03 Oct Dealing with Depression in Relationships
Relationships aren’t easy but they’re especially not easy when one of you, or maybe even both of you, have depression. We all deal with depression in different ways, which can also be incredibly confusing. Some people get depressed because of their lack of success. Some people get depressed through loneliness. Some people choose to withdraw and seek solitude, while others need human contact.
This mental illness can be a complicated beast, causing the person suffering with it to shut down and reject the people closest to them. The partner on the receiving end can feel lost and confused, not knowing how to handle the situation.
Depression can definitely cause problems in a relationship, but a break down in a relationship can also be the trigger of depression too. Going through a breakup is one of the number 1 causes of depression as it can bring up feelings of abandonment, sadness, loss and loneliness. While many self-help books will say it’s certainly important to be happy on your own, there’s still no denying that relationships are one of our major sources of happiness and a deficit in this area of our lives can leave us feeling sad and depressed.
I have been susceptible to depression my whole life. For me, it is just normal. We all have a base level of happiness. My level of happiness just happens to be lower than others and I’ve had to come to accept that. Sometimes I see happy, smiley people and I think – how can you be that bubbly and happy all the time? I envy them, I really do. For me, a lot of my depressive thoughts stem from feelings of abandonment as a child which caused a feeling of low self esteem.
However, there’s no denying that relationships definitely bring me a sense of security, happiness and confidence. Well…my kind of happiness. You see the issue is sometimes when your base level happiness is lower than other people’s – your partner can start to think, “Why am I not making her happy?” In fact, I am happy, I’m just my version of happy.
I think it’s OK to acknowledge that yes, relationships can be a source of happiness, since most of us on this Earth are in search of someone we can spend our time with. Life is better when shared and love is definitely a powerful drug. It can make you feel on cloud nine. Of course, your relationship shouldn’t be the only thing you have in your life but it’s OK to admit it’s a big part of it. Having said all this, relationships aren’t a complete cure for depression and depression can sometimes rear its ugly head.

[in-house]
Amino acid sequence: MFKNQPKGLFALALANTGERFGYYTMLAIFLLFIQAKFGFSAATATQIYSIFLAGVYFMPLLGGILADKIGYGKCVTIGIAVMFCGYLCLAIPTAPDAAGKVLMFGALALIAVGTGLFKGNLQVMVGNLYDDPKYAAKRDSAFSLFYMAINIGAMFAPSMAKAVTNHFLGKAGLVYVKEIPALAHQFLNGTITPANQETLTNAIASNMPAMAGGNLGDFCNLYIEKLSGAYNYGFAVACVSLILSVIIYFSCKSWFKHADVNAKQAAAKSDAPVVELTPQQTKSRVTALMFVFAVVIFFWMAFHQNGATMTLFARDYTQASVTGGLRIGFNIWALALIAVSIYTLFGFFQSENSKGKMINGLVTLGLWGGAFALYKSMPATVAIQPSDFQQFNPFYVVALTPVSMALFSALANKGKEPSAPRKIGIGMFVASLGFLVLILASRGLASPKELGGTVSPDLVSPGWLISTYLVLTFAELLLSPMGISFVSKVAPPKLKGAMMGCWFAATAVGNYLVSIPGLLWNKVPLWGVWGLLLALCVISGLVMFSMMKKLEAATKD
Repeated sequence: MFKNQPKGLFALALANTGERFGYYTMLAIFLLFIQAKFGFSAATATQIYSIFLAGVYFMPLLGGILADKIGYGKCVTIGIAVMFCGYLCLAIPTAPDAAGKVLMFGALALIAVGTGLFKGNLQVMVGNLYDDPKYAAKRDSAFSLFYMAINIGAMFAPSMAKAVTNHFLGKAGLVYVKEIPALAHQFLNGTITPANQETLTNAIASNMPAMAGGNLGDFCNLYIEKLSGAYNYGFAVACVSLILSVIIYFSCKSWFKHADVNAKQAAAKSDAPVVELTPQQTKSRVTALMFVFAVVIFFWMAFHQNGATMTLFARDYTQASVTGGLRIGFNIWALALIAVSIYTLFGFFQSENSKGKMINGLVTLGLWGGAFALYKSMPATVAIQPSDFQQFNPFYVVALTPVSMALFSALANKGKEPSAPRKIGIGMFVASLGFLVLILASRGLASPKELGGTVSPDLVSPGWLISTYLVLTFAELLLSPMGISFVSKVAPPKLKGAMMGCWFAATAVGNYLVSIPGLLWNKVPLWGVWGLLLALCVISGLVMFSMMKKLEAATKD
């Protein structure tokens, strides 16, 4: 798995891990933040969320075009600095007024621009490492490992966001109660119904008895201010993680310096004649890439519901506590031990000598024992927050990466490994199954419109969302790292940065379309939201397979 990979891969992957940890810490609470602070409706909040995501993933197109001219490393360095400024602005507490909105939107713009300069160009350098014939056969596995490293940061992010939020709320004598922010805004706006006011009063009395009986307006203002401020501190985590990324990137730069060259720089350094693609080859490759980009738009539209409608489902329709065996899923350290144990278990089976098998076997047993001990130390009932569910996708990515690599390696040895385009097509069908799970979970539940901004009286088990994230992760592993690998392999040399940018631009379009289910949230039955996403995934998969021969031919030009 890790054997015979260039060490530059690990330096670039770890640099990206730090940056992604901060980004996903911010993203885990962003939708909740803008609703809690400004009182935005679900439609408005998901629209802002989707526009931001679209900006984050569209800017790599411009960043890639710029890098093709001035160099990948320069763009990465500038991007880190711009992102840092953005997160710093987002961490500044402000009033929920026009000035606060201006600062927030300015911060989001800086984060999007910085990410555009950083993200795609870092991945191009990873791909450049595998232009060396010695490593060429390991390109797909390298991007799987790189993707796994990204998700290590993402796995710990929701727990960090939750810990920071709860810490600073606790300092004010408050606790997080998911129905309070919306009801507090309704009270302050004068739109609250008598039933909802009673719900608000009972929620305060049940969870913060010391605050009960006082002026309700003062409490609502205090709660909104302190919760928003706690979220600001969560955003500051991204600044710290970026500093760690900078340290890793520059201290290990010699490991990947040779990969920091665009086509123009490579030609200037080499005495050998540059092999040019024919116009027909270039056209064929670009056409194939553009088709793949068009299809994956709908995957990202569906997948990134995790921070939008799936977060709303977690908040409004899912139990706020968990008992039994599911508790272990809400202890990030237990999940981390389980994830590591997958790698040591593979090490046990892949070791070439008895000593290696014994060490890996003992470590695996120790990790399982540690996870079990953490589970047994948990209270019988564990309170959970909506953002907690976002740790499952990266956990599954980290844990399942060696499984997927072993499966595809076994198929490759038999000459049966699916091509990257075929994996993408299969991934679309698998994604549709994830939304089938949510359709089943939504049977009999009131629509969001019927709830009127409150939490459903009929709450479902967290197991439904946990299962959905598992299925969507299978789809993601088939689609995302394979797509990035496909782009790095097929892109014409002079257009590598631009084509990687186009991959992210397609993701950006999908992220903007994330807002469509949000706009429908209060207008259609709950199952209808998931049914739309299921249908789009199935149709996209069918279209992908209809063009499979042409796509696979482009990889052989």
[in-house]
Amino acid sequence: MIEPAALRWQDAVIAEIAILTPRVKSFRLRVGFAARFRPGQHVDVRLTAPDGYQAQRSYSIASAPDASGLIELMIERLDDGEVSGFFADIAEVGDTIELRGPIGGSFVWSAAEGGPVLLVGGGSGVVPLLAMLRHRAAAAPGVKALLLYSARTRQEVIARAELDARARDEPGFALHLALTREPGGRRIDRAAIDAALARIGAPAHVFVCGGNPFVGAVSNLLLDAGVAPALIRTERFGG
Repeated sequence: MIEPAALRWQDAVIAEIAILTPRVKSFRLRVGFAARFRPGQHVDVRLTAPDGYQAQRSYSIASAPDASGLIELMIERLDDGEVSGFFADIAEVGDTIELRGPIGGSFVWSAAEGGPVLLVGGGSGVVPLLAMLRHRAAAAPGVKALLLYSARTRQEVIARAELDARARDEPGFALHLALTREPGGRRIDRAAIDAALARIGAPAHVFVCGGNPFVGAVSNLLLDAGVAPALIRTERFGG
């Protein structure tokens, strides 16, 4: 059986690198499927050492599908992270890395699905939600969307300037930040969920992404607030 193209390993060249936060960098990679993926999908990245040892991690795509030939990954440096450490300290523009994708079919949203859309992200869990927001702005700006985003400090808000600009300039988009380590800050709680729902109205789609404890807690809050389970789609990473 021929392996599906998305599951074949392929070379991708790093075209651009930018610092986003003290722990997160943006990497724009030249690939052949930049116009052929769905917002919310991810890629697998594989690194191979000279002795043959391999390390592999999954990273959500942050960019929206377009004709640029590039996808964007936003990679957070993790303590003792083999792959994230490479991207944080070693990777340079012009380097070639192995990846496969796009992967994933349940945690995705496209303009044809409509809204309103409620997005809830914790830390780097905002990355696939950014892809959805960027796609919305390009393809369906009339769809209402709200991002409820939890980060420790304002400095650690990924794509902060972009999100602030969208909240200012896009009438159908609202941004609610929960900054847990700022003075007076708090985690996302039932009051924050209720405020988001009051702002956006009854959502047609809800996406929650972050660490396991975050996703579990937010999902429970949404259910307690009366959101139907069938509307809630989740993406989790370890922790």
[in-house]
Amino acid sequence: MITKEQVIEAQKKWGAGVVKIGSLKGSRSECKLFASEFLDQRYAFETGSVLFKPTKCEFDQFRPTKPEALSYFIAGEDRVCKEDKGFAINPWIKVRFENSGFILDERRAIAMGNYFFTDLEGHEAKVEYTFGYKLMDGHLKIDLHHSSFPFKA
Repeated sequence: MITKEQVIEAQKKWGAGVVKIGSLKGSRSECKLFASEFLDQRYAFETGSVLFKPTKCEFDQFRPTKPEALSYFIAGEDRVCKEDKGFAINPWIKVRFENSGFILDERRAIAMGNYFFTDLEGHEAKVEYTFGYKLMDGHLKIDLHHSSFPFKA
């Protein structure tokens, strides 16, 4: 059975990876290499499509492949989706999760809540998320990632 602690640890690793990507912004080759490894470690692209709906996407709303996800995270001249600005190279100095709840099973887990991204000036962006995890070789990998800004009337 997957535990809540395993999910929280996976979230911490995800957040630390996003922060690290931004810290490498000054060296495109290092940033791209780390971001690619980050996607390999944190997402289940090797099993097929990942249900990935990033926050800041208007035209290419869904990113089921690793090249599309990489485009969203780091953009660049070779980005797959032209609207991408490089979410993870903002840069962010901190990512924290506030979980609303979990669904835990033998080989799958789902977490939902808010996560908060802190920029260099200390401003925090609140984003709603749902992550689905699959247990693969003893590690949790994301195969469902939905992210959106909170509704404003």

The way we display depression
For me, when I’m in full depression, it is obvious. I just stop eating. I sleep all the time and generally seem low. I tell people I’m feeling low, I make phone calls to a therapist and I try to work through it as best I can. I feel as if my heart and my windpipe are being crushed and my head and limbs feel heavy. It’s like a drowning feeling, not being able to pull myself up for air. Other people hide it incredibly well. They are laughing and joking with you one minute, being the entertaining comedy act, then the next minute tears are flowing down their face. This kind of depression is the most dangerous, because it’s easy to see that person and think; “he/she isn’t depressed at all, they can’t even begin to understand real depression”. If your partner has this type of depression it’s easy to miss the warning signs and to not be as sensitive to their feelings.
Try to really take notice of your partner and learn to develop your intuition when it comes to depression. Showing compassion and being there for them is the best thing you can do.